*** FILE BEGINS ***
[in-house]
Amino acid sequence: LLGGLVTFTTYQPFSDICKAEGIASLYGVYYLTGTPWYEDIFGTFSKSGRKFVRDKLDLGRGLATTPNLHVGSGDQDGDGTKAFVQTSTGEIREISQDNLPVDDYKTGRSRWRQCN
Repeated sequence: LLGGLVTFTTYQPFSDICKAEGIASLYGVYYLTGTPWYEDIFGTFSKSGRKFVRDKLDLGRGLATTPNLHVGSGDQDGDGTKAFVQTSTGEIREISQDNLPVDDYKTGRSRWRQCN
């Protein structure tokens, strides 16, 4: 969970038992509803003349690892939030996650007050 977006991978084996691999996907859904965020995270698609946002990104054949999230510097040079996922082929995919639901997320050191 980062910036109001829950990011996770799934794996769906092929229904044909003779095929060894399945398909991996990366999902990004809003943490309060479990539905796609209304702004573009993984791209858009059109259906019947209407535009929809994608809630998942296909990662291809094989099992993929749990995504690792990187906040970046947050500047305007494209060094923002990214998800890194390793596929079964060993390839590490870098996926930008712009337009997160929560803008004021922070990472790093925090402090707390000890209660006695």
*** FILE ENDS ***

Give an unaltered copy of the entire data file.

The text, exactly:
[in-house]
Amino acid sequence: LLGGLVTFTTYQPFSDICKAEGIASLYGVYYLTGTPWYEDIFGTFSKSGRKFVRDKLDLGRGLATTPNLHVGSGDQDGDGTKAFVQTSTGEIREISQDNLPVDDYKTGRSRWRQCN
Repeated sequence: LLGGLVTFTTYQPFSDICKAEGIASLYGVYYLTGTPWYEDIFGTFSKSGRKFVRDKLDLGRGLATTPNLHVGSGDQDGDGTKAFVQTSTGEIREISQDNLPVDDYKTGRSRWRQCN
């Protein structure tokens, strides 16, 4: 969970038992509803003349690892939030996650007050 977006991978084996691999996907859904965020995270698609946002990104054949999230510097040079996922082929995919639901997320050191 980062910036109001829950990011996770799934794996769906092929229904044909003779095929060894399945398909991996990366999902990004809003943490309060479990539905796609209304702004573009993984791209858009059109259906019947209407535009929809994608809630998942296909990662291809094989099992993929749990995504690792990187906040970046947050500047305007494209060094923002990214998800890194390793596929079964060993390839590490870098996926930008712009337009997160929560803008004021922070990472790093925090402090707390000890209660006695």